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R-Comm To See Full Benefit Of Tariff Hikes In 2 Qtrs

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Reliance Communications expects to see the full benefit of recent call price increases in two quarters, a senior executive said on Tuesday, after the country's second-biggest mobile phone carrier reported an eighth-straight quarter of declining profit.

Shares in the company, valued at about $3.5 billion, erased early gains and fell sharply in the last hours of trading to close 8.1 per cent down at 77.55 rupees after touching a record low of 76.10 rupees, as investors remain wary about the company's bruising debt load.

Reliance Comm has increased call prices by about a fifth in most of its telecoms zones -- a move in line with rivals including market leader Bharti Airtel -- after a price war in the 15-player market strained companies' profits and as they paid billions of dollars in a spectrum auction last year.

The recent increases were the first in at least two years, after a vicious price war in the world's fastest-growing mobile market pushed call rates as low as 10 paisa, or less than a fourth of a US cent, a minute.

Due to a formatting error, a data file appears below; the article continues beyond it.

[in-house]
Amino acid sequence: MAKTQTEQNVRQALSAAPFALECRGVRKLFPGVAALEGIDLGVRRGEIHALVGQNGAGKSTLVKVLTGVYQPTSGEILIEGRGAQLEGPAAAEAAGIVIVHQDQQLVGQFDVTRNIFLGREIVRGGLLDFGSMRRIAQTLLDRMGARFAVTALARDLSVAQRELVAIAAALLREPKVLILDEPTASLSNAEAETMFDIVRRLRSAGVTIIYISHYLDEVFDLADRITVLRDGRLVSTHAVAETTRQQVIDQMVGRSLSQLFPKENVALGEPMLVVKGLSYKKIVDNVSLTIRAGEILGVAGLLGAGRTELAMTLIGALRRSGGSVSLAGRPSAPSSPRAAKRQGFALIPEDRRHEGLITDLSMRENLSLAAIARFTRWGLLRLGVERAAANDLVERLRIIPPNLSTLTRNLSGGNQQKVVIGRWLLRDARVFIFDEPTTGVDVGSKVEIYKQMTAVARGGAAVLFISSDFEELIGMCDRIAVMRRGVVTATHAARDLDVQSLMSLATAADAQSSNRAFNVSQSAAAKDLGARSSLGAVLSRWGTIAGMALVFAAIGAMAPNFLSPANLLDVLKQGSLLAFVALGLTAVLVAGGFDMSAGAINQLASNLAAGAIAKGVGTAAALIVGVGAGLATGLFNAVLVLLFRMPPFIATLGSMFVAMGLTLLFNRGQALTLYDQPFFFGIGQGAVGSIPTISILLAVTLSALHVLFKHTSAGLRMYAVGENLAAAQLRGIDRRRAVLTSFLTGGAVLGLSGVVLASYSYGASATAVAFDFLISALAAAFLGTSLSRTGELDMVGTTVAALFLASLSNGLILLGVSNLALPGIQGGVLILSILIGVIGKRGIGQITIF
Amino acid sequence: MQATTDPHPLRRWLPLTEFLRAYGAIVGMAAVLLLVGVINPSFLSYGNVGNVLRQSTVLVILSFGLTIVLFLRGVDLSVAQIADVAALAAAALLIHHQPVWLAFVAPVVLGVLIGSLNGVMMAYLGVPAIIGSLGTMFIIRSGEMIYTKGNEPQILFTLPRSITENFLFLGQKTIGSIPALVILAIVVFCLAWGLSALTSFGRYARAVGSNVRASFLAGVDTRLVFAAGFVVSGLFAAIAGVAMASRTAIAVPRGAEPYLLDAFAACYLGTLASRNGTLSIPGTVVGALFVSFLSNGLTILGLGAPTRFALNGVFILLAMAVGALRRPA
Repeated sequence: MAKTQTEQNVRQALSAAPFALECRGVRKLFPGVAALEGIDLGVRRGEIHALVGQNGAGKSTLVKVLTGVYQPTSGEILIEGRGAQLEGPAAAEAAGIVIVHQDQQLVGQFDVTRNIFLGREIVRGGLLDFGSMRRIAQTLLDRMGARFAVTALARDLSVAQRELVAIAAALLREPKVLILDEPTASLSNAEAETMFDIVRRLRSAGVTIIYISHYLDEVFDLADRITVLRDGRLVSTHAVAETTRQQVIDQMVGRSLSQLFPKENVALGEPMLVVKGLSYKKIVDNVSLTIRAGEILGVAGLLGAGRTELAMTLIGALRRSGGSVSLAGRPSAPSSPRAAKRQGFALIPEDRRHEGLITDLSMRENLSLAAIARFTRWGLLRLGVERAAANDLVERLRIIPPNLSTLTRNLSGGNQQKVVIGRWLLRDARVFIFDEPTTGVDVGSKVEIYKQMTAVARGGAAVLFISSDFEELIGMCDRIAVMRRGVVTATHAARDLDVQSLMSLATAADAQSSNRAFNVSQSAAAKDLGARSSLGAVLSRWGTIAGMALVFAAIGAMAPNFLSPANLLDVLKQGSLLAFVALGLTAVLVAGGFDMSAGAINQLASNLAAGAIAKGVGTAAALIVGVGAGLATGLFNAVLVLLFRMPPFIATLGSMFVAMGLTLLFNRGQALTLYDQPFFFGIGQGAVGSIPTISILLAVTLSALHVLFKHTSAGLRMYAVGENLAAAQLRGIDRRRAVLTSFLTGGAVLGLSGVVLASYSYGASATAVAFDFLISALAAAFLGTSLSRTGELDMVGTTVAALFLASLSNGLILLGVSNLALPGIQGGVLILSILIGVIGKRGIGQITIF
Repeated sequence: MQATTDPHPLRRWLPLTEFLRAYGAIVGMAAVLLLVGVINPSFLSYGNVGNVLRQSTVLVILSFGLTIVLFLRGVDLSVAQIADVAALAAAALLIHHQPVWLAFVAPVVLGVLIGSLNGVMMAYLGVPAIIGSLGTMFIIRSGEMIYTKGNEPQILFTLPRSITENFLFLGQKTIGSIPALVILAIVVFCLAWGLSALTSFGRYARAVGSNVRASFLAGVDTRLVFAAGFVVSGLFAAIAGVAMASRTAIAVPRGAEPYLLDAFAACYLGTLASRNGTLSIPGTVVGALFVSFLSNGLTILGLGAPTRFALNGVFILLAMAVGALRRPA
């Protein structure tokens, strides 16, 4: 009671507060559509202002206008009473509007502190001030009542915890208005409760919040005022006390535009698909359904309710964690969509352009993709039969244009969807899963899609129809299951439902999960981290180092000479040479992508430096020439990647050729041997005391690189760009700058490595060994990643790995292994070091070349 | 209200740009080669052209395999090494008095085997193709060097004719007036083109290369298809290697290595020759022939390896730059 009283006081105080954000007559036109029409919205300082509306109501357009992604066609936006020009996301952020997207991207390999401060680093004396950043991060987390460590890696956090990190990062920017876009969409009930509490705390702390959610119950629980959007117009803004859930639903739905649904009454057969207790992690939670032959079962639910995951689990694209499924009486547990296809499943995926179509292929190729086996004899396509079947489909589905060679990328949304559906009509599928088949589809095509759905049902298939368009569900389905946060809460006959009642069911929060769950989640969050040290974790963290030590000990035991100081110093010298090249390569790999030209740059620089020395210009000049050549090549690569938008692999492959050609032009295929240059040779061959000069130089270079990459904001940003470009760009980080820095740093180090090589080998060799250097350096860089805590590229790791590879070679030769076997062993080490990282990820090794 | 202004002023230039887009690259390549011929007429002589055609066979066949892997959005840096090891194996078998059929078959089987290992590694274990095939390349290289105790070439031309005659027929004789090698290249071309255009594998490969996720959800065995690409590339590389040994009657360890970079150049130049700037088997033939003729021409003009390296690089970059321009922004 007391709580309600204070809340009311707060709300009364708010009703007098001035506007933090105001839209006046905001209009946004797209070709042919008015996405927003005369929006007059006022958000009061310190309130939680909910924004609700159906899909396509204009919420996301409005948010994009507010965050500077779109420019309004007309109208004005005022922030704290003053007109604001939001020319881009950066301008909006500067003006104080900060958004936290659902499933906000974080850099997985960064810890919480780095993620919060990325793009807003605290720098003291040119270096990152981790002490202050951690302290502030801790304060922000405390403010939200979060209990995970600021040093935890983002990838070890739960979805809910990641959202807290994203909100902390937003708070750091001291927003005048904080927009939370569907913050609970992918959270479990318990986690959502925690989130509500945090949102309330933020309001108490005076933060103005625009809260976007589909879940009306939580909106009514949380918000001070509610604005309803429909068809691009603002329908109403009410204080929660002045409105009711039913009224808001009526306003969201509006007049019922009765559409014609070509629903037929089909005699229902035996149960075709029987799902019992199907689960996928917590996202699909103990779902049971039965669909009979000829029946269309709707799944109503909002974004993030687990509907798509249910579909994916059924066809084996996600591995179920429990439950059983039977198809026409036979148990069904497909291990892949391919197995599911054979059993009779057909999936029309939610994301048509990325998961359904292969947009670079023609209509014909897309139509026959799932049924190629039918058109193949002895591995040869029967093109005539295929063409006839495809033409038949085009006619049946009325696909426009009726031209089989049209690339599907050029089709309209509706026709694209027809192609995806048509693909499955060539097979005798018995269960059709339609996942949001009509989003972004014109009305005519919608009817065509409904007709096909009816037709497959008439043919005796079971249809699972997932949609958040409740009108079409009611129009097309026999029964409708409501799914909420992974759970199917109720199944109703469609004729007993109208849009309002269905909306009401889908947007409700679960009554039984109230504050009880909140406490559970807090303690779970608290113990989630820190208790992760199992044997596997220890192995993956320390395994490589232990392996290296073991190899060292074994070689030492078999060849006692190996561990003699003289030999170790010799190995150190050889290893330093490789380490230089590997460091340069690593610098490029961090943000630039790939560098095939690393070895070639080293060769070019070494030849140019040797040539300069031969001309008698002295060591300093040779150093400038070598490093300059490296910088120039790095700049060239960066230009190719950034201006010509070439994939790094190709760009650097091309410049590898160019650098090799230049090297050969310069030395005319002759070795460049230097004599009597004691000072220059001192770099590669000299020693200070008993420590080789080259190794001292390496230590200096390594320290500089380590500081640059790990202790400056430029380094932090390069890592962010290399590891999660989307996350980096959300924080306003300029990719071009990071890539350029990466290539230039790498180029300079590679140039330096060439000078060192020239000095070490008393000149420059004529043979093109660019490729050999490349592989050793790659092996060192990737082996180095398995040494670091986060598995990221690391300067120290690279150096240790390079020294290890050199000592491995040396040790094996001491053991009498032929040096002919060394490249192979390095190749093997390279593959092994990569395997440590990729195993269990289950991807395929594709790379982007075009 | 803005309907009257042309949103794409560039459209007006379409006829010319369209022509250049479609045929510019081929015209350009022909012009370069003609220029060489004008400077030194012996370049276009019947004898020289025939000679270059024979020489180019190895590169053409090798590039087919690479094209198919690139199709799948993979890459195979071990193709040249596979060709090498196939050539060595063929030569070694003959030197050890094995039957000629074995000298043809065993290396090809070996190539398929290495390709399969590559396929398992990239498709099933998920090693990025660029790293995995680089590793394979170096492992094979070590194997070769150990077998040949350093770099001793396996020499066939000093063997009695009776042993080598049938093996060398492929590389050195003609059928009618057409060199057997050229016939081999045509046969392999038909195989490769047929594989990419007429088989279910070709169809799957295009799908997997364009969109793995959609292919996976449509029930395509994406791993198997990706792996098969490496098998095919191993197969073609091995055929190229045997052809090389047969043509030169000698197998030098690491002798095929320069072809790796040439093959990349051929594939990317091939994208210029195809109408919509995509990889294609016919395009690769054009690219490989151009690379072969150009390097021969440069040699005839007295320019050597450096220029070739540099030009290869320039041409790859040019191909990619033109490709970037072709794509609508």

"My sense is it will take a good two quarters for all these changes to have a full impact," Syed Safawi, head of Reliance Comm's wireless business, told analysts on a conference call on Tuesday.

He expected the call price increases to add about 1 paisa (1/100th of a rupee) to the company's revenue per minute (RPM)over the next two quarters. For its fiscal first quarter ended June, Reliance Comm had revenue of 44 paisa a minute.

"There is relatively more price stability now in the recent quarters than we have seen in the last two years," Safawi said, adding the company did not expect "any major step down happening on tariffs in the next few quarters."

Heavy Debt Load
Reliance Comm, which on Saturday reported a sharper-than-expected 37 percent fall in June-quarter profit, has more than $7 billion in net debt and is betting on the sale of its telecoms tower unit to help reduce debt.

Several potential suitors are conducting "due diligence" on the tower business, which is 95-percent owned by Reliance Comm, Safawi told Reuters in a phone interview on Saturday. He expected a sale of the business to almost halve the company's debt load.

Reliance Comm has so far been unsuccessful in its fund-raising efforts to cut debt. A deal to spin off the tower arm into a venture with GTL Infrastructure fell apart last year.

"I haven't heard anything specific but there is lack of positive sentiment," said K.K. Mital, head of portfolio management at Globe Capital, referring to the fall in the company's share price.

"Mounting debt is also a concern."

Reliance Comm shares have fallen nearly 47 percent this year, underperforming an about 18 percent fall in the main index. Shares in Bharti Airtel are up more than 10 percent this year, while those in fourth-ranked Idea Cellular have gained nearly a third.


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business news 9 telecom rcomm reliance communications